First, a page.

I am a spouse
or partner of someone with MS
It can be difficult to watch your loved one
face some of the challenges that accompany a diagnosis of multiple
sclerosis. It can also be hard, as a spouse, to wonder and worry
about what the future will bring now that MS is part of the
You may experience a wide range of emotions
in response to your partner’s diagnosis of multiple sclerosis.
You may even feel some grief for your own losses. These feelings
Coping strategies now that MS is part
of the family
Despite the changes multiple sclerosis may
(or may not) bring, it is important to remember that your spouse
or partner is the same person they were before the diagnosis.
Open communication, being informed about MS, and respecting
both your spouse’s and your own different coping styles
in a stressful situation, are all ways to handle the presence
of MS. Visit the section on Multiple
Sclerosis to find out more about the disease and its symptoms.
Multiple sclerosis may also affect your family
life, and you may find that some of your roles change over time.
Children will have questions or concerns about what is happening.
An open approach is also recommended for the family: talk honestly
and tailor your discussion to each person’s concerns,
age and coping styles. For more information on talking about
MS with children, visit I am a parent
Providing care to the partner with
Some spouses or partners of people with MS
gradually assume some type of care for the individual with MS.
This may involve helping with medication, more responsibilities
around the home or in parenting, and/or assisting with mobility
issues. The vast majority of people assume this caregiver role
willingly, as a loving partner supporting their spouse. However,
it can be emotionally and physically challenging. Some people
have not recognized their new role as caregiver until years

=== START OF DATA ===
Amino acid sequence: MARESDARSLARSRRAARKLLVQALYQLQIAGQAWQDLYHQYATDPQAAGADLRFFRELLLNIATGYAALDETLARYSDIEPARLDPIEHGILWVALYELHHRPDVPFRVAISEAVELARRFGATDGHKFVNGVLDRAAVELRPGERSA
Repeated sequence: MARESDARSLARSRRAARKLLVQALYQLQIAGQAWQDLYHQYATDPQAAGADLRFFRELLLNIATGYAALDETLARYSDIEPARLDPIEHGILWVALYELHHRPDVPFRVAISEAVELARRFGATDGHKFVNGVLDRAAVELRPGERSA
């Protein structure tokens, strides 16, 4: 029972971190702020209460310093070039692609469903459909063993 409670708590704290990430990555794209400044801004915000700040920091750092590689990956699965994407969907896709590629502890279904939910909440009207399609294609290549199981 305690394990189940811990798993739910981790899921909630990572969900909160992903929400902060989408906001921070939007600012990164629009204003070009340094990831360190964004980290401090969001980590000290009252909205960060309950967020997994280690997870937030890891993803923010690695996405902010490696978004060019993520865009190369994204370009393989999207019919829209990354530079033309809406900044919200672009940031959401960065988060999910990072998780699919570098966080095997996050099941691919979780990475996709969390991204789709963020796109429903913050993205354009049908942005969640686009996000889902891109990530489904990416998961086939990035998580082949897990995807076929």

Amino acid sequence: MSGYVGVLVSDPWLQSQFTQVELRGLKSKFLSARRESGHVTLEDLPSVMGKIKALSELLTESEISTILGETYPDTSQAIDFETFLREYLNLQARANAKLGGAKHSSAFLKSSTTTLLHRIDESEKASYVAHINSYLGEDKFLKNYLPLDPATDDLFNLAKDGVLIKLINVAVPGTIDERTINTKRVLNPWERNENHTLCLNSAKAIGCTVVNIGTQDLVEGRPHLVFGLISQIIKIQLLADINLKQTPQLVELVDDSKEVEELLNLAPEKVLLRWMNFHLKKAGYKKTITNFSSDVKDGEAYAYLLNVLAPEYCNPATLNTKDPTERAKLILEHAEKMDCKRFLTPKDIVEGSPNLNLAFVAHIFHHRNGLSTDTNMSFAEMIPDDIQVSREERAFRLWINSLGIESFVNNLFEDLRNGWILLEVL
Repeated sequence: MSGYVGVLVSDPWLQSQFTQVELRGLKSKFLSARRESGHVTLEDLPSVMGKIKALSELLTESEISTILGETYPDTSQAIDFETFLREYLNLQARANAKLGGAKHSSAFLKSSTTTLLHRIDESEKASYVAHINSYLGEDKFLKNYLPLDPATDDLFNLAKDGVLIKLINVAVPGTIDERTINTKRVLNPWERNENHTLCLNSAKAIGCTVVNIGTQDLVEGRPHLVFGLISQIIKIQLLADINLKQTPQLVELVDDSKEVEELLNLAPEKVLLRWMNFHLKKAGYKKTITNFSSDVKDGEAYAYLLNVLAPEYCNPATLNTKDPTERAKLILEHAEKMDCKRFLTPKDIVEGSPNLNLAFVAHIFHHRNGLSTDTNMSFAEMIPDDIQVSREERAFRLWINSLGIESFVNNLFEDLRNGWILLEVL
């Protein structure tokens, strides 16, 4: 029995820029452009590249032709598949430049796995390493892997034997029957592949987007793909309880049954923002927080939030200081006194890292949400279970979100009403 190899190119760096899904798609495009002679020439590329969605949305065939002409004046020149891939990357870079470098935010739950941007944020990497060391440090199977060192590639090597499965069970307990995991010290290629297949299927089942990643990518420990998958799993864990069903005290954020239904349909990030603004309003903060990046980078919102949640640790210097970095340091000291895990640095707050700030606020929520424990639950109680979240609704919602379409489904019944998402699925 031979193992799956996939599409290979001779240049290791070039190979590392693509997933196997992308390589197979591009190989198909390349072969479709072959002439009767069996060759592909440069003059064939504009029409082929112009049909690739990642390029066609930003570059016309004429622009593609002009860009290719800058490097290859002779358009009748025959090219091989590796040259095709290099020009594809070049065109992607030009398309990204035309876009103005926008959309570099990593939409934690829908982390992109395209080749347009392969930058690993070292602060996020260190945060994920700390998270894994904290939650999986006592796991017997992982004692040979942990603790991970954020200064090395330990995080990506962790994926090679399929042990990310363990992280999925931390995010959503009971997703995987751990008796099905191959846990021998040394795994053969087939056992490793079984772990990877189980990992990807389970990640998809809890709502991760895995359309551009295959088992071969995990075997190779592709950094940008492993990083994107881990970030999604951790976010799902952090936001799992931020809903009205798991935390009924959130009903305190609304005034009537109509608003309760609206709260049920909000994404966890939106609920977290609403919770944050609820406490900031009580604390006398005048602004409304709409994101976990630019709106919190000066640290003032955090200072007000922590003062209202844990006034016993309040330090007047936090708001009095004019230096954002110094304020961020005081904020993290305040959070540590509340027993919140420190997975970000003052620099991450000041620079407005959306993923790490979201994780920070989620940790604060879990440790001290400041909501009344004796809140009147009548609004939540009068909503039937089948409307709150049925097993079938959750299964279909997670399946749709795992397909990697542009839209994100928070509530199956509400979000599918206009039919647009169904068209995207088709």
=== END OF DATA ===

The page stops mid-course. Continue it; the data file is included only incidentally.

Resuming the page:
have passed or the partner with MS has serious health or mobility
The MS Society of Canada encourages spouses
to recognize and understand their role as caregivers –
and to start taking care of themselves – as early as possible.
To learn more, visit I am a caregiver
to someone with MS and/or read a special insert from the
September 2005 issue of the MS Ontario newsletter entitled Does
supporting someone with MS make you a caregiver?
Other issues that may arise
Some symptoms associated with MS can be difficult
to talk about. Some people with MS may have symptoms related
to sexuality, emotions, bowel / bladder, thinking and/or memory.
These can be very personal topics, but if your partner is experiencing
any of these symptoms, consider learning more and try to talk
about the issue(s) with him or her in an open manner. Information
on these topics is available online in our publications
section. We also have a recommended resources which suggests quality books on topics such
as coping, sexuality, relationships and caregiving.
You can also contact your MS Society division
at 1-800-268-7582 or your nearest MS Society office to discuss
these issues in a confidential and down-to-earth manner. To
find the MS Society office closest to you, visit In
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